Metheny has a devotional relationship to music. He dismisses the idea of talent in favor of disciplined work, and is known for practicing the guitar for eight hours a day. He tours nearly constantly, performing over three hundred shows a year. For each one, he spends four hours in preparation: he avoids conversation, runs purposely mindless exercises, and abstains from all food. After the show, he writes ten pages of notes on the performance, critiquing the sound, music, and environment. He has never tasted alcohol or tried any drug, in order to stay focused on music.


I first asked the core question (“what might it mean for knowledge workers…?”) in my Emergent Ventures grant application, 2019-05-13

Matuschak, A. (2019, December). Taking knowledge work seriously. Presented at the Stripe Convergence, San Francisco.

Knowledge work rarely involves deliberate practice

Athletes and musicians pursue virtuosity in fundamental skills much more rigorously than knowledge workers do. One likely reason is that athletes/musicians engage in Deliberate practice, after Ericsson—that is, activities focused specifically on improving skills.

Sure, knowledge workers regularly take on “growth opportunities,” like a new job that will push them beyond their prior skill sets. But their day-to-day activities are focused on doing the job, not (usually) on building whatever skills are deficient. This is akin to a soccer player only playing games as a way to get in shape, rather than lifting weights and running drills. Typical work and performance environments don’t constitute deliberate practice.

Ericsson claims (2016, p. 98) that there is no deliberate practice possible for knowledge work because there are no objective criteria (so, poor feedback), because the skills aren’t clearly defined, and because techniques for focused skill improvement in these domains aren’t known. I’m skeptical of the finality of these claims, in the face of e.g. Evergreen note-writing as fundamental unit of knowledge work, Spaced repetition memory systems make memory a choice, etc. But it’s true that at least for the moment, there’s nothing as straightforward as weightlifting that you can do to improve yout communication skills.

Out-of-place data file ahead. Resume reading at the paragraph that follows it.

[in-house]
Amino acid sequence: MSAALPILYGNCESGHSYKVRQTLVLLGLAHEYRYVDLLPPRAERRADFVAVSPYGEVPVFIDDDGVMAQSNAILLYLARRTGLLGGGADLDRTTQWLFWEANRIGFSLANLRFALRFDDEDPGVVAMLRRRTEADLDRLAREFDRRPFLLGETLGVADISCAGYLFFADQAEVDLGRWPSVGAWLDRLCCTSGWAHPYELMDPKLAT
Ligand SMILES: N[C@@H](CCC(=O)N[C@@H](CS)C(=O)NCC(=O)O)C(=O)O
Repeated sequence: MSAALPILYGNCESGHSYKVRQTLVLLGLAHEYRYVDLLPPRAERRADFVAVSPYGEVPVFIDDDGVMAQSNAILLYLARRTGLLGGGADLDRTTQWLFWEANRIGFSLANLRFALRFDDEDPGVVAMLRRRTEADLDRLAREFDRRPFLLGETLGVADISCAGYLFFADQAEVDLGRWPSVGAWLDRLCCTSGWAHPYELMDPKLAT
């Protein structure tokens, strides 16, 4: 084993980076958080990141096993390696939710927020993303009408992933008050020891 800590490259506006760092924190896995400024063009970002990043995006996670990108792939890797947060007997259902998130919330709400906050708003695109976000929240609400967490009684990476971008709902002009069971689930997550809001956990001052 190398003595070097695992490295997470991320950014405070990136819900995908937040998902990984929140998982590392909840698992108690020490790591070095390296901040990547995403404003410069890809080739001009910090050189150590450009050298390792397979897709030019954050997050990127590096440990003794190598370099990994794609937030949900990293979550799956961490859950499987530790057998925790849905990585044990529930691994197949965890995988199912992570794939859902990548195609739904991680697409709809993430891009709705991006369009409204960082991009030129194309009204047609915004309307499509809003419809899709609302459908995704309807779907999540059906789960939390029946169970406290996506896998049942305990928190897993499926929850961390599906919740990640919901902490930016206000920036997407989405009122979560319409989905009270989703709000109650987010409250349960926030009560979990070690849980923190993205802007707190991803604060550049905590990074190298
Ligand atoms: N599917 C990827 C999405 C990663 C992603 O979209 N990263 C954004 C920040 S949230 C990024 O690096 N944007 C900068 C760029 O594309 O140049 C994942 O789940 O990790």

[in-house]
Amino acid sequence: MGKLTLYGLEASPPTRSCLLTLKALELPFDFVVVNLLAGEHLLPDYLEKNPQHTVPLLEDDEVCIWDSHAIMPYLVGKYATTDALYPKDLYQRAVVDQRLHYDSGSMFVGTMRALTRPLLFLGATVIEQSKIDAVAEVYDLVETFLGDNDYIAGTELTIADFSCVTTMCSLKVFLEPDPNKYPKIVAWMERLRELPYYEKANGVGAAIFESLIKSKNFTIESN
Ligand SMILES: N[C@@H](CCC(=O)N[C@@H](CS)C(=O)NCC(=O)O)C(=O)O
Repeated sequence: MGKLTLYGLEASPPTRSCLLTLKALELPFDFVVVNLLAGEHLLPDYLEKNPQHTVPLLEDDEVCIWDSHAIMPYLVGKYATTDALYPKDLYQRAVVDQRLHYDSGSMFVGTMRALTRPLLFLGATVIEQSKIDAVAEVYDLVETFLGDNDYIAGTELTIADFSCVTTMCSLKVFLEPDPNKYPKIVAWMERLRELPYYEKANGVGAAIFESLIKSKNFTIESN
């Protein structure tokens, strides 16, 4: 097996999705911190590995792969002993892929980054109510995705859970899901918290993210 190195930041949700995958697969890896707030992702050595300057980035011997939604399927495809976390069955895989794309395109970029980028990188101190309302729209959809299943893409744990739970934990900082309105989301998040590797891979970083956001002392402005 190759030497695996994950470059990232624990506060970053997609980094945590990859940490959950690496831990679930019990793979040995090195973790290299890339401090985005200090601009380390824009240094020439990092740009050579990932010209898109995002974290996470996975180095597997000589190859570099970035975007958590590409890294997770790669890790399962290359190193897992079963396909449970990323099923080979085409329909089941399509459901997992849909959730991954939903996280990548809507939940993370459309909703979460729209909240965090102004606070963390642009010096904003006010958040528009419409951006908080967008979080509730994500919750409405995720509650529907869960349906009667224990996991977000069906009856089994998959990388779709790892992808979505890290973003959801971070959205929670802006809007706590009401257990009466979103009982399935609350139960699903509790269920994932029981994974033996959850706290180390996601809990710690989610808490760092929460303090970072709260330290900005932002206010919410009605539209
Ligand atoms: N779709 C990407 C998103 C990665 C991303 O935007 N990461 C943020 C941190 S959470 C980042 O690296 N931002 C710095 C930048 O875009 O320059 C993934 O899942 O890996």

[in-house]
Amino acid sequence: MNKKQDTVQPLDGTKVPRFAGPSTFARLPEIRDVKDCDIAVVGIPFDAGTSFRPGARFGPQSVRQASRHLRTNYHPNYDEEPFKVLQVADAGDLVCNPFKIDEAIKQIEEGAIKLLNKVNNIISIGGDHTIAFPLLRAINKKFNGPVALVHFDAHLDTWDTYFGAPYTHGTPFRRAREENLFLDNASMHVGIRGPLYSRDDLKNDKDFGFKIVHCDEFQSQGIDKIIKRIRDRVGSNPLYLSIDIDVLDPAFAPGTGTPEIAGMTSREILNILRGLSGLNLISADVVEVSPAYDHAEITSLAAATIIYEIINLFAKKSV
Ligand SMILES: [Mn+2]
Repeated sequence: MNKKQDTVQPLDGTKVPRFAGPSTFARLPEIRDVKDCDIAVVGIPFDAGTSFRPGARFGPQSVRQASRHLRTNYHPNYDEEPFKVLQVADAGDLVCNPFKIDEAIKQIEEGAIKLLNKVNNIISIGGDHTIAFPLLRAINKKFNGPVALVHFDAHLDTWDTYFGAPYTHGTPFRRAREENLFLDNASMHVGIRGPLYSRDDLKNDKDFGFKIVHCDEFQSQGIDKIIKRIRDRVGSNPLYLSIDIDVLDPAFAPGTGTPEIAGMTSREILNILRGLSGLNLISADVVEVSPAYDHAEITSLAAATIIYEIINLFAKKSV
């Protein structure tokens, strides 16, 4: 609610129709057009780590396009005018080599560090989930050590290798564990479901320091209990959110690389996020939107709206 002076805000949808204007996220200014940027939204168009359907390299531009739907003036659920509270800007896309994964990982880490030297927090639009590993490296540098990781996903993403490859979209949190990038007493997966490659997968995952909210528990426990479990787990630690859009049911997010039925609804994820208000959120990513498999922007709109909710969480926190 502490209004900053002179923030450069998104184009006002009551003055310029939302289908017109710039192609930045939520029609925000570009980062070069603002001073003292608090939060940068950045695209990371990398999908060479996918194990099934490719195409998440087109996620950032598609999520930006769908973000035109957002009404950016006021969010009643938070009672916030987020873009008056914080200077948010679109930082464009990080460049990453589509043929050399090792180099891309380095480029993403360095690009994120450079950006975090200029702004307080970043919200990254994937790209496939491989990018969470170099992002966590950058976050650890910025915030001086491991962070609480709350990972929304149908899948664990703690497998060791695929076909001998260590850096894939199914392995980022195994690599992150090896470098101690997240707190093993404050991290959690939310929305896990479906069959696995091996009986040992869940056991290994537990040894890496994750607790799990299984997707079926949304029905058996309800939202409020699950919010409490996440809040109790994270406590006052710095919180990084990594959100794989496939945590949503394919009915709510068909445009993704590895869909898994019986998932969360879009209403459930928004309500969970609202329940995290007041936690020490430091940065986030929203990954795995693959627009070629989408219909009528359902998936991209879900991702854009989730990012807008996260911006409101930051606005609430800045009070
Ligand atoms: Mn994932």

There’s significant tension between this line of reasoning and Enabling environments focus on doing what’s enabled / Enabling environments focus on creating opportunities for growth and action, not on skill-building. Those articles would seem to claim that top-notch tennis / piano academies are not enabling environments… which is almost certainly false. There’s potential tension also with How might we situate tools for thought within intrinsically meaningful contexts?

See also §Taking knowledge work seriously (Stripe convergence talk, 2019-12-12).


Ericsson, A., & Pool, R. (2016). Peak: Secrets from the New Science of Expertise (1 edition). Eamon Dolan/Houghton Mifflin Harcourt. Peak - Ericsson and Pool

Nielsen, M. A. (2004). Principles of effective research (Technical Note No. 0404). The University of Queensland.

Many people don’t spend enough time on self-development. If you stop your development at the level which resulted in your first paper, it’s unlikely you’ll solve any major problems. More realistically, for many people self-development is an incidental thing, something that happens while they’re on the treadmill of trying to solve problems, generate papers, and so on, or while teaching. While such people will develop, it’s unlikely that doing so in such an ad hoc way will let them address the most important problems.